Gender differences in facial imitation and verbally reported emotional contagion from spontaneius to emotinally regulated processing levels

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Gender differences in facial imitation and verbally reported emotional contagion from spontaneius to emotinally regulated processing levels. / Sonnby-Borgström, Marianne; Jönsson, Peter; Svensson, Owe.

I: Scandinavian Journal of Psychology, Vol. 49, Nr. 2, 2008, s. 111-122.

Forskningsoutput: TidskriftsbidragArtikel i vetenskaplig tidskrift

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T1 - Gender differences in facial imitation and verbally reported emotional contagion from spontaneius to emotinally regulated processing levels

AU - Sonnby-Borgström, Marianne

AU - Jönsson, Peter

AU - Svensson, Owe

PY - 2008

Y1 - 2008

N2 - Previous studies on gender differences in facial imitation and verbally reported emotional contagion have investigated emotional responses to pictures of facial expressions at supraliminal exposure times. The aim of the present study was to investigate how gender differences are related to different exposure times, representing information processing levels from subliminal (spontaneous) to supraliminal (emotionally regulated). Further, the study aimed at exploring correlations between verbally reported emotional contagion and facial responses for men and women. Masked pictures of angry, happy and sad facial expressions were presented to 102 participants (51 men) at exposure times from subliminal (23 ms) to clearly supraliminal (2500 ms). Myoelectric activity (EMG) from the corrugator and the zygomaticus was measured and the participants reported their hedonic tone (verbally reported emotional contagion) after stimulus exposures. The results showed an effect of exposure time on gender differences in facial responses as well as in verbally reported emotional contagion. Women amplified imitative responses towards happy vs. angry faces and verbally reported emotional contagion with prolonged exposure times, whereas men did not. No gender differences were detected at the subliminal or borderliminal exposure times, but at the supraliminal exposure gender differences were found in imitation as well as in verbally reported emotional contagion. Women showed correspondence between their facial responses and their verbally reported emotional contagion to a greater extent than men. The results were interpreted in terms of gender differences in emotion regulation, rather than as differences in biologically prepared emotional reactivity.

AB - Previous studies on gender differences in facial imitation and verbally reported emotional contagion have investigated emotional responses to pictures of facial expressions at supraliminal exposure times. The aim of the present study was to investigate how gender differences are related to different exposure times, representing information processing levels from subliminal (spontaneous) to supraliminal (emotionally regulated). Further, the study aimed at exploring correlations between verbally reported emotional contagion and facial responses for men and women. Masked pictures of angry, happy and sad facial expressions were presented to 102 participants (51 men) at exposure times from subliminal (23 ms) to clearly supraliminal (2500 ms). Myoelectric activity (EMG) from the corrugator and the zygomaticus was measured and the participants reported their hedonic tone (verbally reported emotional contagion) after stimulus exposures. The results showed an effect of exposure time on gender differences in facial responses as well as in verbally reported emotional contagion. Women amplified imitative responses towards happy vs. angry faces and verbally reported emotional contagion with prolonged exposure times, whereas men did not. No gender differences were detected at the subliminal or borderliminal exposure times, but at the supraliminal exposure gender differences were found in imitation as well as in verbally reported emotional contagion. Women showed correspondence between their facial responses and their verbally reported emotional contagion to a greater extent than men. The results were interpreted in terms of gender differences in emotion regulation, rather than as differences in biologically prepared emotional reactivity.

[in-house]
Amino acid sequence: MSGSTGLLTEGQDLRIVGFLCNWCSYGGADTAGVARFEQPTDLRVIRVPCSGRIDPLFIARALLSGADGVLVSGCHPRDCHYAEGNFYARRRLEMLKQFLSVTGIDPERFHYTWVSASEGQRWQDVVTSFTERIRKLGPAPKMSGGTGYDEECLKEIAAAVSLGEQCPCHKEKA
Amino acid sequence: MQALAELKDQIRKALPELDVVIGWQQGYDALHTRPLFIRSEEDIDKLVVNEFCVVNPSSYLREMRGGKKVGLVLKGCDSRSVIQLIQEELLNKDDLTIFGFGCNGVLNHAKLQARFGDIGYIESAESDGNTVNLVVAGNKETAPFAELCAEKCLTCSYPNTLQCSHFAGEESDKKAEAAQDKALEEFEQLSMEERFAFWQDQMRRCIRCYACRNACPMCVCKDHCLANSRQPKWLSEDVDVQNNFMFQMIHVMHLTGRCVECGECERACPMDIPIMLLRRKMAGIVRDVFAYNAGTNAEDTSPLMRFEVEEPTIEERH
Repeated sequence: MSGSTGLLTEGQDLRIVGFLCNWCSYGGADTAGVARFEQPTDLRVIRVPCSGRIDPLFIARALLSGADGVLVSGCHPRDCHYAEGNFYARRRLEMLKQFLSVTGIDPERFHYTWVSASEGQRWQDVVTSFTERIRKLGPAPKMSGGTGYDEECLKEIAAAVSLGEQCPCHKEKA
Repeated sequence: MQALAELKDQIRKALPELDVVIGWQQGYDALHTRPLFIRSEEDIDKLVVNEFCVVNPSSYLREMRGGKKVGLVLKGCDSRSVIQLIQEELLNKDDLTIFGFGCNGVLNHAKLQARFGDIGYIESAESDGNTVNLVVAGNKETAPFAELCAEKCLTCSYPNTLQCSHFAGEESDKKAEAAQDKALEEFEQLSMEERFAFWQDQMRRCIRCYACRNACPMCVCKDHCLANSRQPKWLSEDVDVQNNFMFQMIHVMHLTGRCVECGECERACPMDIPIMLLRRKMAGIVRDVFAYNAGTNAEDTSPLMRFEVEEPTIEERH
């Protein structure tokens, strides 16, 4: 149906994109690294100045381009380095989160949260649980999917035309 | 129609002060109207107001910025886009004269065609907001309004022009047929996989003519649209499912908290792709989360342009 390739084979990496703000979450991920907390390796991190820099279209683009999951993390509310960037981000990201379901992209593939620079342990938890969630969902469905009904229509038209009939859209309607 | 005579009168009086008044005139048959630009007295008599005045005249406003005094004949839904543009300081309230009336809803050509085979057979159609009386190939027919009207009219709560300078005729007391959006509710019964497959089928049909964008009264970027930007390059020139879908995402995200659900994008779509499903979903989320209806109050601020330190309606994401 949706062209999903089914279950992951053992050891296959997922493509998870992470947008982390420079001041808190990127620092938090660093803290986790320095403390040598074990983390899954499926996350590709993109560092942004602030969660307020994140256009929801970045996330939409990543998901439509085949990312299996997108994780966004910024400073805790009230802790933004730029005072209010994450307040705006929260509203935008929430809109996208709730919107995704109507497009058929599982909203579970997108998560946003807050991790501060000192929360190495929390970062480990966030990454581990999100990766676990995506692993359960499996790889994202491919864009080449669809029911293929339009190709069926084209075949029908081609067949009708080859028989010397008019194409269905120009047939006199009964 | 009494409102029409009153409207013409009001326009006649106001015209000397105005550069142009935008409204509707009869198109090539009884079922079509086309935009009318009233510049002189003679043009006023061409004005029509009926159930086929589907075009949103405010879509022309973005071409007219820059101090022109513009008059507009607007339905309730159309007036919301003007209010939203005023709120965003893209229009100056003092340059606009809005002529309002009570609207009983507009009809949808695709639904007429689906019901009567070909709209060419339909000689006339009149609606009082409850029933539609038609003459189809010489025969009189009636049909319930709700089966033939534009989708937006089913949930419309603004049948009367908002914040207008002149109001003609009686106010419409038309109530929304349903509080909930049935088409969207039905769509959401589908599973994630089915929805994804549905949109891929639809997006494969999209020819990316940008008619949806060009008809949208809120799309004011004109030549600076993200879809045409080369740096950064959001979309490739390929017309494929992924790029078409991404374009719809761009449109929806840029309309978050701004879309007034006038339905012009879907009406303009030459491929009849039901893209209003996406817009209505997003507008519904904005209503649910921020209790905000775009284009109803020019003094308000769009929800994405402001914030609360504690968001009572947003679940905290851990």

KW - Gender differences

KW - facial imitation. emotinal contagion. empathy. emotion regulation

U2 - 10.1111/j.1467-9450.2008.00626.x

DO - 10.1111/j.1467-9450.2008.00626.x

M3 - Article

VL - 49

SP - 111

EP - 122

JO - Scandinavian Journal of Psychology

JF - Scandinavian Journal of Psychology

SN - 1467-9450

IS - 2

ER -